A Nostalgic Mother Thought

Lazy mornings. Super late brushing and hurried getting ready. And when you pick up your bag to leave for school, a voice would tuck you back in one gentle pull. Mother’s call. And you would stop for the tastiest breakfast in less than three minutes. Then when you rush to your bus stop or to your cycle, you would probably not have realized that those were the sweetest moments of your life. Irretrievable moments of untainted and selfless love.

You know that motherhood is an instinctual thing. If you are a mother, you know it. Yet, before conception you would consider yourself the most irresponsible, party-loving, lazy person made of non-motherhood material. But the moment you find a blue line appear on that pee-stick, you begin to become a mother- one step at a time. You see the birth of a mother in your mind and body- moment by moment. What happens during those moments of realization? Probably we would never know. But a peep into our childhoods might tell us more about it.

When I was a child, my mother used to tell me, “I won’t force you. If you want to study, you do. It’s your life, and it’s your decision”. She used to toss the ball into my court mercilessly. And when I stayed up studying late in the night, she pretended to sleep. But if I coughed lightly even once, she was there with a cup of warm milk and a serious face. She never slept when I was awake! Years later when I started receiving my pay cheques, and she began using her spectacles and diabetes tablets, I realised that it was her persistent determination about me that led me to where I am today. She is a superwoman- all mothers are.

More than half of all mothers are homemakers. You see them as happy home makers. Have you ever wondered why a mother decides to settle for being a homemaker while umpteen opportunities are available outside her home? I shall rephrase that question. Have you ever thought why your mother chose to be a PA to three or four people while she could be a CEO if she had so wished? The question becomes a sharp double edged sword when you compare the two roles and their benefits as in the table below.

Woman with a paid job Home maker- Unpaid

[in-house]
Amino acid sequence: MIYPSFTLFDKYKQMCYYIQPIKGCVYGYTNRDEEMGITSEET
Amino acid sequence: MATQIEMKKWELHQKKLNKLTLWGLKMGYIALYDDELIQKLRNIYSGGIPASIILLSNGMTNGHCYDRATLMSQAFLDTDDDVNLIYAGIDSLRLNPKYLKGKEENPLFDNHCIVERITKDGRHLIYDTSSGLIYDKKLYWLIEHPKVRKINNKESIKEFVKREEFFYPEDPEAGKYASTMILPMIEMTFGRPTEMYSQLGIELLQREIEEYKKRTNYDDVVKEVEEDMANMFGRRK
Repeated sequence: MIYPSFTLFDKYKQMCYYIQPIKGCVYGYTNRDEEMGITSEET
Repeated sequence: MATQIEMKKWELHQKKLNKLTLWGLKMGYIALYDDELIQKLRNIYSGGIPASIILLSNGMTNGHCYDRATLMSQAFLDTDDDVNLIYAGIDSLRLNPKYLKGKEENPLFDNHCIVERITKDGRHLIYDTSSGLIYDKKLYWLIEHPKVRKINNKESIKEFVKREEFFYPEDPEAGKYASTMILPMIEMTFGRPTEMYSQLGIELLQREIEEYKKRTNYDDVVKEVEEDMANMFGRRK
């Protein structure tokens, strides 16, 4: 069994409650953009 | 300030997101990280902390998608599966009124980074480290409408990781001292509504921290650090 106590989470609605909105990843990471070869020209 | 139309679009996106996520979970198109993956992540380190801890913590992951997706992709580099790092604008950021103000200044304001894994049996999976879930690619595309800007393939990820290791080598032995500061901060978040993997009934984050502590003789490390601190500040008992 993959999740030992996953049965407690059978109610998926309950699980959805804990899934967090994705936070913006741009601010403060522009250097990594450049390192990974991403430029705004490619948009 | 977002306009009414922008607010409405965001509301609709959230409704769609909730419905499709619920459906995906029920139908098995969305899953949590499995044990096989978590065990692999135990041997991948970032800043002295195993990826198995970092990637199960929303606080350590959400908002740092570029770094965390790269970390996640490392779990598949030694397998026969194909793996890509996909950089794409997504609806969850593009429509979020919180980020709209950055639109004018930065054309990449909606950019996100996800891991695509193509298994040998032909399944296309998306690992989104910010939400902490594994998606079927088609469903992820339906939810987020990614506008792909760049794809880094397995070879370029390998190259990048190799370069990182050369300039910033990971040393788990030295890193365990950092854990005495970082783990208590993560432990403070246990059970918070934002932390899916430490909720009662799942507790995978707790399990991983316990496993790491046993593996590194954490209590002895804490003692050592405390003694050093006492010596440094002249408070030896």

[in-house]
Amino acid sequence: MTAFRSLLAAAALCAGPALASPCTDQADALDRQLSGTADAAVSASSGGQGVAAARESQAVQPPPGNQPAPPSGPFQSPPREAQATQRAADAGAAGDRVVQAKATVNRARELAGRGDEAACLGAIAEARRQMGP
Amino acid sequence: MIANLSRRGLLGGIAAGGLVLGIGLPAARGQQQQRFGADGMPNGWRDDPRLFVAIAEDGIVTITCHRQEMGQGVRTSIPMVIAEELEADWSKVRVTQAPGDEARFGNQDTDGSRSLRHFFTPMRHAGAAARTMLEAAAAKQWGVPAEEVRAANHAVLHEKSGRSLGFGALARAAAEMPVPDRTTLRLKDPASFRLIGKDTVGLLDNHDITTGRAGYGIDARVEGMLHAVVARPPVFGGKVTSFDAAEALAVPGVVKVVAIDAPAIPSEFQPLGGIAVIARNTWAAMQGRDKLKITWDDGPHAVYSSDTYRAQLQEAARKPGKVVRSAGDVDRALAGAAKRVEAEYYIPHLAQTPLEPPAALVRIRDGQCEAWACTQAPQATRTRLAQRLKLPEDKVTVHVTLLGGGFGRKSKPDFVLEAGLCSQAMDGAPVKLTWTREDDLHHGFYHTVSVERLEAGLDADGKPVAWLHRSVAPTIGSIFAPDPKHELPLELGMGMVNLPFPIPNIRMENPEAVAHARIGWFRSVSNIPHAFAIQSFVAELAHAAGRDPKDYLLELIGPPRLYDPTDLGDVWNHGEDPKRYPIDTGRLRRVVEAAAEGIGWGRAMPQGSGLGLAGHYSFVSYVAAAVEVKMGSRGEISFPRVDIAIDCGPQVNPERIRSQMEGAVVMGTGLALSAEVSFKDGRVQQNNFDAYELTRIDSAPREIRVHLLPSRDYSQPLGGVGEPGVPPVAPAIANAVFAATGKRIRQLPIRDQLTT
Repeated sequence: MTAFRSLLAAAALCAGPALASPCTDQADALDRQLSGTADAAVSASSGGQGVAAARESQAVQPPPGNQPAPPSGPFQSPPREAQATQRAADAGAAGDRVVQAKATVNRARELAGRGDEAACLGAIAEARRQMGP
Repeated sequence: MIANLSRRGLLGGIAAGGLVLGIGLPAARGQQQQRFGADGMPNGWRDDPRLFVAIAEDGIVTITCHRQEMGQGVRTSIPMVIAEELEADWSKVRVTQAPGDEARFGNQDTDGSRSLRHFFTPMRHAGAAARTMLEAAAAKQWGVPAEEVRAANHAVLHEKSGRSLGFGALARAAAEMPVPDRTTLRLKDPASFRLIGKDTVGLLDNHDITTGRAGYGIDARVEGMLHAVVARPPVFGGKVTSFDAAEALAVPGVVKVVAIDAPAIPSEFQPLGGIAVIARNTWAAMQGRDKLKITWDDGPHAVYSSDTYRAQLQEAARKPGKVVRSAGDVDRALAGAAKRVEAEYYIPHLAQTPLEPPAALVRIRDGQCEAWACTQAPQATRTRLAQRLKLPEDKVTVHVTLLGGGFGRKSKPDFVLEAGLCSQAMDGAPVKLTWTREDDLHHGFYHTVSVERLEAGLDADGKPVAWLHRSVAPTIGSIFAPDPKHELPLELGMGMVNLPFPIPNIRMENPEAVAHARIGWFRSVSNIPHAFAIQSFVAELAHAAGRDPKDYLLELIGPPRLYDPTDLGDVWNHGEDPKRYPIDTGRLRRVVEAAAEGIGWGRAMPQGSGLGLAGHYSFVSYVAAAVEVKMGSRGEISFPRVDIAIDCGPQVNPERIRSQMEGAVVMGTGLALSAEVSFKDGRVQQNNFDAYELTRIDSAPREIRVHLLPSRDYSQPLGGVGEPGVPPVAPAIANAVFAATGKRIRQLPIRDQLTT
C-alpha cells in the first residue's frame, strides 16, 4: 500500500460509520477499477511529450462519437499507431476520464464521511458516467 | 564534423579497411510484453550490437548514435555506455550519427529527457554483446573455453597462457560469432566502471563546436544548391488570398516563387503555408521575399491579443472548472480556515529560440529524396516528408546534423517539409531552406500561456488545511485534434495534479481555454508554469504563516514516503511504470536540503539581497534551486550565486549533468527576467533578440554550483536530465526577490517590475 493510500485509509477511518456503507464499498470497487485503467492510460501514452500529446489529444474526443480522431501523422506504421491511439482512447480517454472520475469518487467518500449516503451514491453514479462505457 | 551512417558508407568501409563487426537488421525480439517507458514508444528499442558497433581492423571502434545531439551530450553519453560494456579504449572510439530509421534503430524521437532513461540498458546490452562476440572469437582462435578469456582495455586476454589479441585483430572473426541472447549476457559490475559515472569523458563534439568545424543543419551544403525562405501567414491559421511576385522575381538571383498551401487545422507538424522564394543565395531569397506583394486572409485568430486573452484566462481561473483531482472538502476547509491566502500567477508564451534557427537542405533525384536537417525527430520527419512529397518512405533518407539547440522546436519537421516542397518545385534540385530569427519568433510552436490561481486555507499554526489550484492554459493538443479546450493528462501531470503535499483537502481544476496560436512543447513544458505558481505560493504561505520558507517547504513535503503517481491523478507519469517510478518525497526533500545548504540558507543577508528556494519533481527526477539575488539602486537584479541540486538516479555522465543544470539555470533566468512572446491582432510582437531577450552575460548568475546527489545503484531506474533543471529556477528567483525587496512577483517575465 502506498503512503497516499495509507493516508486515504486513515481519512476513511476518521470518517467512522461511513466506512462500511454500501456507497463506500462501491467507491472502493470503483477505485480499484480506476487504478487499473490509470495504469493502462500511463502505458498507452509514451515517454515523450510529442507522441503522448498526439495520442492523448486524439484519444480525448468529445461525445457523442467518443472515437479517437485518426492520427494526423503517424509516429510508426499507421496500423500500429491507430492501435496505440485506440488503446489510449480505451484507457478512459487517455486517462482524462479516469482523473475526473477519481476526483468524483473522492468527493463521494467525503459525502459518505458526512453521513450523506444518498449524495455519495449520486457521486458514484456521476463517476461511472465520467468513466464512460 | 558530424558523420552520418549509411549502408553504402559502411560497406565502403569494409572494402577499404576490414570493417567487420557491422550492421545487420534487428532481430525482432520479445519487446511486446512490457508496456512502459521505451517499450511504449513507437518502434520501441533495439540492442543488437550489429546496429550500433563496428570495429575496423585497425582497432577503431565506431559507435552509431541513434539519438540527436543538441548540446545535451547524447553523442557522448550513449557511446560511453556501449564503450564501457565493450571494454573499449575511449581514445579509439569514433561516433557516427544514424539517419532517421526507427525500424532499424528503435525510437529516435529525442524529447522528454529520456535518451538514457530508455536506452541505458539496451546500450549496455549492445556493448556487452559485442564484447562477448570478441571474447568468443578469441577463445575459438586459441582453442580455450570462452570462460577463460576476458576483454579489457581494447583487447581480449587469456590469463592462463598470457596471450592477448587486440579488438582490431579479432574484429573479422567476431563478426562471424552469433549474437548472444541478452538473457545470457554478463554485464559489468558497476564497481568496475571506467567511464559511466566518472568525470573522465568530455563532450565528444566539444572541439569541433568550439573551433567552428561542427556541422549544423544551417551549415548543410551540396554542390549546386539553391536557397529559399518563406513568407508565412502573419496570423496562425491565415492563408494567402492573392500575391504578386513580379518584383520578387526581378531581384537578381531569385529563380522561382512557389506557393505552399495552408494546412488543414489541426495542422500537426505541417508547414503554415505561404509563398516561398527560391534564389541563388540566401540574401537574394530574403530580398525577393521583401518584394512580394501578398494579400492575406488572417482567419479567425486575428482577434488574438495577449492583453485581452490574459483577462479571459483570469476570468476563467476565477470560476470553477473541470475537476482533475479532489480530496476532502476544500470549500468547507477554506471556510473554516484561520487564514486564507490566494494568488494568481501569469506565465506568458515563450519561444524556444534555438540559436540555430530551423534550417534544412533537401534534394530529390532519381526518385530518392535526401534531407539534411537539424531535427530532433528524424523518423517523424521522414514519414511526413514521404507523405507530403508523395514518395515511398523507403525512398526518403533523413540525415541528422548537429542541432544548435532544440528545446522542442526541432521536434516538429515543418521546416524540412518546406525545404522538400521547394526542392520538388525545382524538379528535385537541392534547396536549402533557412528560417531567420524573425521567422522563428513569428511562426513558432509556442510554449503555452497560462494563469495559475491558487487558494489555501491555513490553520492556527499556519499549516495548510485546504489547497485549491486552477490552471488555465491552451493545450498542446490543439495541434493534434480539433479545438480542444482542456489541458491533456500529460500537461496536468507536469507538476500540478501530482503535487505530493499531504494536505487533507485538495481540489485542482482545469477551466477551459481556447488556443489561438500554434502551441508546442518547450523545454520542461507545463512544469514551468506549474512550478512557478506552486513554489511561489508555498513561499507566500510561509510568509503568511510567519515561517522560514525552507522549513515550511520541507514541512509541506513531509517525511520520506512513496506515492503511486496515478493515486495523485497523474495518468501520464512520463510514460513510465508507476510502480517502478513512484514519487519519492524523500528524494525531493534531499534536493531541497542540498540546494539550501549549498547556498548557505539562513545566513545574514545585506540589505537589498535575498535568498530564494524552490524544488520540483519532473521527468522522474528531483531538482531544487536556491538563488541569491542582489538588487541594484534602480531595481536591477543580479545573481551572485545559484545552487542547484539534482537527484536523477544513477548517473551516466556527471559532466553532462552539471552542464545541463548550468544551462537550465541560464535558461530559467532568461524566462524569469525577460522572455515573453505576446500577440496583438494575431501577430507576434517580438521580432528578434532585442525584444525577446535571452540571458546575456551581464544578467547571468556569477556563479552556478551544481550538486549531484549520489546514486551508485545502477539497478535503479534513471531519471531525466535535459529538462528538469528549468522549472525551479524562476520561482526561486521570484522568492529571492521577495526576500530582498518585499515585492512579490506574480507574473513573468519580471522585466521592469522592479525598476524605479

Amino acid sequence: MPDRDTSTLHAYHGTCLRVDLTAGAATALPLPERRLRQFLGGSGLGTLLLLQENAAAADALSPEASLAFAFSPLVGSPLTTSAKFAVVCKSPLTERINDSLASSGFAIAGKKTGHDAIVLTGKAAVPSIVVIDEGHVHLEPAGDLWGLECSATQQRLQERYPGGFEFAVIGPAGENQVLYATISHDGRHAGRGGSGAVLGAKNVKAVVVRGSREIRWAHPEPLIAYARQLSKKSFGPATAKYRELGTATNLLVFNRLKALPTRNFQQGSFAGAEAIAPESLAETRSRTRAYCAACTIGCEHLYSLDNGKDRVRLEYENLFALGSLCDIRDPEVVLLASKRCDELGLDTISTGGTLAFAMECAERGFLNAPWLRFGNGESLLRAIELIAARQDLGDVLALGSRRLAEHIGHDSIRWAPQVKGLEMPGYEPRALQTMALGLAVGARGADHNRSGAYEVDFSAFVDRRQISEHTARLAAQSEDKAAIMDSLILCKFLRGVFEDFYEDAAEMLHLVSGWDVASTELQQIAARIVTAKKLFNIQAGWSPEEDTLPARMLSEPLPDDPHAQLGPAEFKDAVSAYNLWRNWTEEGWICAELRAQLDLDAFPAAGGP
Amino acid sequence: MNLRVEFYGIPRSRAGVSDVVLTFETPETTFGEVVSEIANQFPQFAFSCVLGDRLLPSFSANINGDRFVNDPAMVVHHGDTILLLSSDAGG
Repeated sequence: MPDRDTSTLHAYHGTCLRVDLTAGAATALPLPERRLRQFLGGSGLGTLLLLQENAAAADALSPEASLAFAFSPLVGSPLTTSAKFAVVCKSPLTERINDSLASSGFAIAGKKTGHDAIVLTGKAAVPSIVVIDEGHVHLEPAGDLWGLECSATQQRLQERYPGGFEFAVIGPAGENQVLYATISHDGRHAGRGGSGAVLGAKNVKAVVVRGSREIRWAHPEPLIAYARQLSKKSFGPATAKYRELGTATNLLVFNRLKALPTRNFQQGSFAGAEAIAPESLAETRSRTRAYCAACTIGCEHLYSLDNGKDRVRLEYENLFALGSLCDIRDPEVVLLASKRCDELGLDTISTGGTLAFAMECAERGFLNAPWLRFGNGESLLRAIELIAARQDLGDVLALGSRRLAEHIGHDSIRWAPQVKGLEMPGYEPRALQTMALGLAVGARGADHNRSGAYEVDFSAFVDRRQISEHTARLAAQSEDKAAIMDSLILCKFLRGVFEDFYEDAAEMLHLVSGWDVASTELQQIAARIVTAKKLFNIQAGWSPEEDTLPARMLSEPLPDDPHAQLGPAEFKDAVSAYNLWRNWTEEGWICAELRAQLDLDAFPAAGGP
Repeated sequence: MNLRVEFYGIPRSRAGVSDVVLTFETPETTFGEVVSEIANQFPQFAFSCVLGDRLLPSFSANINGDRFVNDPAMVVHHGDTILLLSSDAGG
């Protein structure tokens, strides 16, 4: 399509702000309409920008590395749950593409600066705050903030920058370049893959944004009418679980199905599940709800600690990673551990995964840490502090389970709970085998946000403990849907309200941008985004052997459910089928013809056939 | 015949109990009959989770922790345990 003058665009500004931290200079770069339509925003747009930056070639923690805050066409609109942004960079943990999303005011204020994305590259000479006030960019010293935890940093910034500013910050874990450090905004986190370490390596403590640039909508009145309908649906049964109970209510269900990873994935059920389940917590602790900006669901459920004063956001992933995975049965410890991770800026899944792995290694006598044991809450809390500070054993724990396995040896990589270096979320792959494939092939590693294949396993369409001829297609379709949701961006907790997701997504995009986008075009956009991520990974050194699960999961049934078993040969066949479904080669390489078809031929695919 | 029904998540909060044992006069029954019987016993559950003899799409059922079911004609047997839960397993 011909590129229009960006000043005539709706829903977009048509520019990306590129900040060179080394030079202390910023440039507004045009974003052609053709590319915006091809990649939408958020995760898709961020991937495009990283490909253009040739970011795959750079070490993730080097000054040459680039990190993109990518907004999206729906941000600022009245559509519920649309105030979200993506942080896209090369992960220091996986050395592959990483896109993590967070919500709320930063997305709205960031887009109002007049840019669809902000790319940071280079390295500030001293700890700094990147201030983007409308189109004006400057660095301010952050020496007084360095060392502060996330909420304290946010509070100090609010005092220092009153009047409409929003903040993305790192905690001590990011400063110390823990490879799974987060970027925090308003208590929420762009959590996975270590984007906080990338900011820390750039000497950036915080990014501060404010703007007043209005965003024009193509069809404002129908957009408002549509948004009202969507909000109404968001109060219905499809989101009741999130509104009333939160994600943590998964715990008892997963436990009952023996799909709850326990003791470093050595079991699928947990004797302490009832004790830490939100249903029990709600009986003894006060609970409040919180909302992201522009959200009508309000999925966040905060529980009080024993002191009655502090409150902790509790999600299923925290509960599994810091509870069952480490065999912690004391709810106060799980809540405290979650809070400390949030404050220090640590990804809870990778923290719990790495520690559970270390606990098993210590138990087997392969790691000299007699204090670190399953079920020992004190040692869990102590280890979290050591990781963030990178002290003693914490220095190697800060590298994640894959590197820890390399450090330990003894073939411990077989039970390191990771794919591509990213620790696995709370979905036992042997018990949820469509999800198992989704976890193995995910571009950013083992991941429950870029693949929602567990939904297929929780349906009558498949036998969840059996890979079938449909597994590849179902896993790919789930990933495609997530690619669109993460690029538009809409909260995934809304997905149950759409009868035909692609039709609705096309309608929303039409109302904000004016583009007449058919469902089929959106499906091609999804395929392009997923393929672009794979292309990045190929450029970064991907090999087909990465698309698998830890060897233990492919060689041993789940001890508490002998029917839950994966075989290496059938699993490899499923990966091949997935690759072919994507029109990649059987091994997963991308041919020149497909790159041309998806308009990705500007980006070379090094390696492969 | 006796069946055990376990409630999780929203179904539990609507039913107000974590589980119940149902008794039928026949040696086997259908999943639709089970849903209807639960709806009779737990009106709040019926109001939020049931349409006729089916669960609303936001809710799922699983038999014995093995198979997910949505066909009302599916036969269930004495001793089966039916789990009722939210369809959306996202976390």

Salary Yes No
Recognition of work Yes No
Social Security Yes No
Bank account/Savings Yes No
Decision making power Yes No/partly yes
Sphere of influence Large number of people Just the family
Freedom to move Yes Not very much
Freedom to spend Yes Not very much
Freedom to choose a career Yes Not very much
Freedom to choose a career Yes Not very much
Self-expression Yes Limited
Social visibility Yes Very limited
Acceptance and appraisal Yes Rarely yes
Respect Yes Not overtly


Now, this comparison gives us enough reasons to realize the worth of a mother. A home maker is an unpaid labourer who toils in an unrequited manner.

Years ago when I left home, my mother had to make sacrifices for my sake. We didn’t have much money at that time. So she happily pawned her only gold chain to buy things for my journey and stay. I remember how her eyes were filled with tears, yet sparkled in hope, ushering my bright future in when she waved me good bye. Beyond my hazy view, I saw her smiling through her tears. Then she visited me almost every week! I never felt I left home.
But I failed to think from her side. I never wondered how or what she felt when she missed me. Now I know. My kids are away from home and I long for their presence day and night. I call them, and write to them incessantly. I wish they were here. And sometimes on lonely nights, my eyes well up with misty tears and I feel my mother standing next to me. With a sigh, I lean on to her for comfort. I wish she was there! Oh, nostalgia.

There are two kinds of nostalgia about mothers or anyone, or anything for that matter. One is positive nostalgia, while the other is negative. Most of us feel nostalgic about our villages or towns, and are sad about their receding greenery and increasing temperatures. But we don’t do anything about it. We don’t plant a tree, or save a drop of water. We don’t walk a mile instead of riding a huge air-conditioned car. But we don’t fail to blame ‘others’ for being irresponsible about nature. All we do is feel nostalgic about the good old times! This is negative nostalgia. As opposed to this, if your nostalgia makes you plant a tree or grow vegetables on your balcony or walk to your office or save some water every day, your nostalgia is positive. Positive nostalgia leads you to a positive course of action. Sometimes people say they are nostalgic about everything around them. Like this one: ‘Oh, I feel nostalgic about my colonial past! I miss my oppressors. Oh, they were lovely! *sigh*’. This is nothing but a feel-good mechanism through which people hide their guilt. Nostalgia that doesn’t lead you to positive actions is fake, phony and bogus.

So, if you feel nostalgic about your mother, and the childhood she sweetened, do something about it. Send her a card. Buy her a pair of shoes. Gift her a warm blanket. Take her out. Listen to her for ten minutes every day, take care of her. Make her feel loved and heard. Your mother has grown old physically but her mind has grown young. She must be nostalgic for you –you who were nicer and sweeter and younger.

She has given you enough reasons to feel nostalgic. Give her share back to her. If she has already left this world, find others who need care. Help them. Plant a tree. Gift a deserving child. Be nicer to your children. Nostalgia is a two-way road. You felt good once, so you make someone else feel good today and tomorrow. Give what it takes to take what it gives! Be positively nostalgic, always.



Here is a nostalgic poem about a mother: Yesterday